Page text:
• Synthetic-based Hydraulic Fluid - This fluid can maintain fluidity at any temperature. In other words, it can flow well regardless of the temperature. The synthetic-based hydraulic fluid primarily contains chemically-produced base oils, which increase its biodegradability and make it stable to oxidation. Although it is expensive and toxic, synthetic-based power steering fluid is known for its ability to extend a vehicle's power steering system life.
  • Automatic Transmission Fluid (ATF) - While this is widely known for use in automatic transmissions, it can also be used as fluid in some power steering systems. Typically, the ATF color can be green, red, amber, or red, so users can easily differentiate them from other oils or fluids. It is commonly used as power steering fluid in vehicles manufactured before the 21st century.
  • Universal Power Steering Fluid - This power steering fluid can easily be found in the market and is mostly used in modern vehicles. Universal power steering fluids have a car-specific composition that improves the performances of individual vehicles.
     

 Using an incompatible power steering fluid in your vehicle's power steering system can damage it. To avoid this situation, be sure to use the correct fluid required by your vehicle's make and model. You can find this in your car owner's manual or online on your car manufacturer's website. In addition, the type of power steering fluid specific to your vehicle may be printed on the filler cap for the power steering fluid compartment of your car.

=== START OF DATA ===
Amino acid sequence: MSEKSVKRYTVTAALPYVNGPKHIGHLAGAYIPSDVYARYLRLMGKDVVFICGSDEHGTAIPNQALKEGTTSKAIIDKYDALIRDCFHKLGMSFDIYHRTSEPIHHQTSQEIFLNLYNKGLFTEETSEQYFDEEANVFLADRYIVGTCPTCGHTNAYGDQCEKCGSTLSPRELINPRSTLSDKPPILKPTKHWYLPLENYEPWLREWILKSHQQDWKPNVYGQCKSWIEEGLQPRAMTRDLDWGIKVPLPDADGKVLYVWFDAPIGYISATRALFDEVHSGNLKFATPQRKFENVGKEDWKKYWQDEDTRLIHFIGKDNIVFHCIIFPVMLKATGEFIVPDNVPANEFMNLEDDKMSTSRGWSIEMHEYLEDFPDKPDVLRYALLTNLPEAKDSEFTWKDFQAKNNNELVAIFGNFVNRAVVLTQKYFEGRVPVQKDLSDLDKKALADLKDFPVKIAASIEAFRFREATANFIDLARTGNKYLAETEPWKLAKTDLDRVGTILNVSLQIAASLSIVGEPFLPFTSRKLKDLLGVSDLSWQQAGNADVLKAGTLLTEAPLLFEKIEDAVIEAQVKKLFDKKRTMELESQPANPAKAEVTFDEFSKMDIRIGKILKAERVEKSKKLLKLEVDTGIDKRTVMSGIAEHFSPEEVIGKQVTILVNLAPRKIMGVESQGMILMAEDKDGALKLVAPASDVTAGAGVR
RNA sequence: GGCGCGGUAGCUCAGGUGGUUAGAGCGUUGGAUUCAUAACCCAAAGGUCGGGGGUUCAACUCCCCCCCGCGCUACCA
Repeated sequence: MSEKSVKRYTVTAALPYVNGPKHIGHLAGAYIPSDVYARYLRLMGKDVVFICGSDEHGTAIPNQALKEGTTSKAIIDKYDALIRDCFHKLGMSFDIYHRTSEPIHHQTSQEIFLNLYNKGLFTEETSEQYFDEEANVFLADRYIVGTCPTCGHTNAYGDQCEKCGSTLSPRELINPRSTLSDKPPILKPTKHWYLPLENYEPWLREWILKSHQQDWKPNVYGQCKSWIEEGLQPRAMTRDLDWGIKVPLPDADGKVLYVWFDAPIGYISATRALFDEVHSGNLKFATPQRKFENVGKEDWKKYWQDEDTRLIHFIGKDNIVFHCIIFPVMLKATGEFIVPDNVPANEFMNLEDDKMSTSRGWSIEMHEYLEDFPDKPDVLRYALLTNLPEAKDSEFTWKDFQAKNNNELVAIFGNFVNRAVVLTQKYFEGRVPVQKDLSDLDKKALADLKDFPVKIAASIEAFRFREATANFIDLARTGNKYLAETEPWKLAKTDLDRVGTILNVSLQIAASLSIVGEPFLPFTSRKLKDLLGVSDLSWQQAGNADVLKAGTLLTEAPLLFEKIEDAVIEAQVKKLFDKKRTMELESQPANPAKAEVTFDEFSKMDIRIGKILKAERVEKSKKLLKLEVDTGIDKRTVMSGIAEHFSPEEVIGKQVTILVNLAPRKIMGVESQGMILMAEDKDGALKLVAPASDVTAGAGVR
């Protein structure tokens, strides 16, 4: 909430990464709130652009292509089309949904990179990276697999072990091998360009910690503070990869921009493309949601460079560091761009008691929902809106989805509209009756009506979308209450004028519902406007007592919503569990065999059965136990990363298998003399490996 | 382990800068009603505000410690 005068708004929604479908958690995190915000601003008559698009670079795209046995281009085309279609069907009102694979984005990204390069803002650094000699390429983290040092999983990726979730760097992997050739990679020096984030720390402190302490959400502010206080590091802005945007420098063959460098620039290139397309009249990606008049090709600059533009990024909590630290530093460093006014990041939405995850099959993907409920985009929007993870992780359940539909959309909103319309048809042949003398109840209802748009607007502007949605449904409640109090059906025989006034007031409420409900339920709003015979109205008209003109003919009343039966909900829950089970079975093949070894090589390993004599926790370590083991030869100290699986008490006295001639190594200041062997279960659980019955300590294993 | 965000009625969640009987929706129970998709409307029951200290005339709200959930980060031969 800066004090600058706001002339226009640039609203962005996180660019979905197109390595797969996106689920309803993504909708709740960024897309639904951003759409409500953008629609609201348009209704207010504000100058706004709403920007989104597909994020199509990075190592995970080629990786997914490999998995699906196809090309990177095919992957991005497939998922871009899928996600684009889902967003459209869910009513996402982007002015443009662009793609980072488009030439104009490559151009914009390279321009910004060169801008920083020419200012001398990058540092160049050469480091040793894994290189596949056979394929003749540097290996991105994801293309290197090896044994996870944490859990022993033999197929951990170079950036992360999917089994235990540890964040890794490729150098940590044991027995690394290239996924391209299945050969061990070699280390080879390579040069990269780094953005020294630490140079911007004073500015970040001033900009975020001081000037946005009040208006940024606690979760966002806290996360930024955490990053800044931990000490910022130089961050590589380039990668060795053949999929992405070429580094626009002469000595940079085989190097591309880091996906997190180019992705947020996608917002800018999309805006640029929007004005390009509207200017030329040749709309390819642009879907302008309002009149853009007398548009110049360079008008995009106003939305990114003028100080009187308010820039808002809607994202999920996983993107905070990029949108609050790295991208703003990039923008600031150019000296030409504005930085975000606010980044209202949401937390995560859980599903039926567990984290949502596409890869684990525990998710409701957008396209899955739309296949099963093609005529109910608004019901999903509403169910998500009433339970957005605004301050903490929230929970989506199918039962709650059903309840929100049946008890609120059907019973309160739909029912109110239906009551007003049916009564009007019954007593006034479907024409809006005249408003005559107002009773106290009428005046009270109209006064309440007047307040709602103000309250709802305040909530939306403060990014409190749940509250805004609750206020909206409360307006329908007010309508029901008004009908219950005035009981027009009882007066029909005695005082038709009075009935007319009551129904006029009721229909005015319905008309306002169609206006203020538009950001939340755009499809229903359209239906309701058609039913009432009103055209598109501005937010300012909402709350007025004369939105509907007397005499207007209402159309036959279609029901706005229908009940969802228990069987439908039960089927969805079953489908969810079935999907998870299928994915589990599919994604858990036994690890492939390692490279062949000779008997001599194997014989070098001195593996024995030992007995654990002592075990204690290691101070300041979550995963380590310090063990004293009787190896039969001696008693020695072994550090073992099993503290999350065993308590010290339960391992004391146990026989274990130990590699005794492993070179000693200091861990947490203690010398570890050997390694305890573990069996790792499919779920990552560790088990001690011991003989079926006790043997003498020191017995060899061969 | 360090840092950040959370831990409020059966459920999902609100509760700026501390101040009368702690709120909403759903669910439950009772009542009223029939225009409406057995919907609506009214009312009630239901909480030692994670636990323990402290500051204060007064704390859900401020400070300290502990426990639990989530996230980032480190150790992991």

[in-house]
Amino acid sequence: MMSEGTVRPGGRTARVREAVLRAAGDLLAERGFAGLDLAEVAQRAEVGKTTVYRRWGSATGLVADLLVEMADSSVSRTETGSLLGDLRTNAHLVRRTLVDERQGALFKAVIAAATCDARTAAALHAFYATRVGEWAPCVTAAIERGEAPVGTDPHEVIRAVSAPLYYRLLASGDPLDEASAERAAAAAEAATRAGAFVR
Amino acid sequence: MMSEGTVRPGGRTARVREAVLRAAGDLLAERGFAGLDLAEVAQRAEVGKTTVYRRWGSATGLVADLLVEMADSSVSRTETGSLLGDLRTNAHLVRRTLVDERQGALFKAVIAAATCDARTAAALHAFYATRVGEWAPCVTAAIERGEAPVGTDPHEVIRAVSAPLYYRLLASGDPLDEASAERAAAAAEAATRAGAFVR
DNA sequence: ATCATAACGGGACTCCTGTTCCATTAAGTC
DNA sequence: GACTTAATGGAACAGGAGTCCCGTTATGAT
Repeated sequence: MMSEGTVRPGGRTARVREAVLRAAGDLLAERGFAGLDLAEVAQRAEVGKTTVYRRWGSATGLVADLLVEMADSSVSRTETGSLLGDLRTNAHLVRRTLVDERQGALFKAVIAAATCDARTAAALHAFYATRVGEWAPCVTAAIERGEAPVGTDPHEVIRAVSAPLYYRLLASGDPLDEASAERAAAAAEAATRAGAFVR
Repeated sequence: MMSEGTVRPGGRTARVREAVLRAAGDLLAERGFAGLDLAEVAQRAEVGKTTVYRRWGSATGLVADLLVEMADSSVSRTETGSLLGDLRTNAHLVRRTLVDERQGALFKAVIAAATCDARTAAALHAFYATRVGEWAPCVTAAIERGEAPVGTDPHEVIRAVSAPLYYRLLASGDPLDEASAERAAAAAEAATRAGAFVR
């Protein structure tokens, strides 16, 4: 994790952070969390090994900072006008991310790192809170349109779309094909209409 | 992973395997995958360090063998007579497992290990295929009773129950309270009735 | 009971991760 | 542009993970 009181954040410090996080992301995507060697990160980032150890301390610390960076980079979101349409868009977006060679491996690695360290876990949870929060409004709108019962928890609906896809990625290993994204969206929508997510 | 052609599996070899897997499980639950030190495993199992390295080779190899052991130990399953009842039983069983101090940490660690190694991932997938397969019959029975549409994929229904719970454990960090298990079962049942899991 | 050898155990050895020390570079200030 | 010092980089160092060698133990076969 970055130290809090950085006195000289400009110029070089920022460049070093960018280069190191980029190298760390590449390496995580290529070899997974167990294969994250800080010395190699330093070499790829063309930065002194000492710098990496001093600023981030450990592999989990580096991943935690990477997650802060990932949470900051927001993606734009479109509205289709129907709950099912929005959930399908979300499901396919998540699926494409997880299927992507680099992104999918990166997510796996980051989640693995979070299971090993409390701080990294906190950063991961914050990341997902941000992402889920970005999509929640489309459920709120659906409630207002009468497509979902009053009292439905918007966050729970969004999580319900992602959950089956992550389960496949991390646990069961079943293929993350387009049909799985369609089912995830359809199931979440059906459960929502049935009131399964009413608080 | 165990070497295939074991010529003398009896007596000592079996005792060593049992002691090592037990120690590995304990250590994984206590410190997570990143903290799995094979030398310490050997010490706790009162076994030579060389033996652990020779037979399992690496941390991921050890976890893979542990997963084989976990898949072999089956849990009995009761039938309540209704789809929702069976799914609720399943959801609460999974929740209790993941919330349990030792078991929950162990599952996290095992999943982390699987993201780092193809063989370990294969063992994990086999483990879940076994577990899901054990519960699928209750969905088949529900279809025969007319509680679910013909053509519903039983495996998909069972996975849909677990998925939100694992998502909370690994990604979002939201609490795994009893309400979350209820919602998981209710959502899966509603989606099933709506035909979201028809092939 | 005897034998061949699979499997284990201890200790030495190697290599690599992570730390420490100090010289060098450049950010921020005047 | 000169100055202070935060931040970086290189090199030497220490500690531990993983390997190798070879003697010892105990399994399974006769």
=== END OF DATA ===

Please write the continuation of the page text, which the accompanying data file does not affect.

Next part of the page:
What Does Power Steering Fluid Do?

What Does Power Steering Fluid Do?

Power steering fluid primarily creates hydraulic pressure to ease the turning of steering wheels and assist drivers in maneuvering their vehicles safely. It does this by creating a link between a vehicle's steering wheel and its front wheels, significantly reducing the effort needed to turn the wheels. Also, power steering fluid keeps the moving parts of the power steering system lubricated, ensuring that the valves, pistons, hoses, and power steering pump perform optimally and as intended. The lubricating property of the power steering fluid helps to prevent the parts of the steering system from wearing out while operating. It also contributes to the longevity of the power steering system, as it suppresses foaming and prevents corrosion in the power steering pump and gear. This ultimately prevents the steering system from locking up.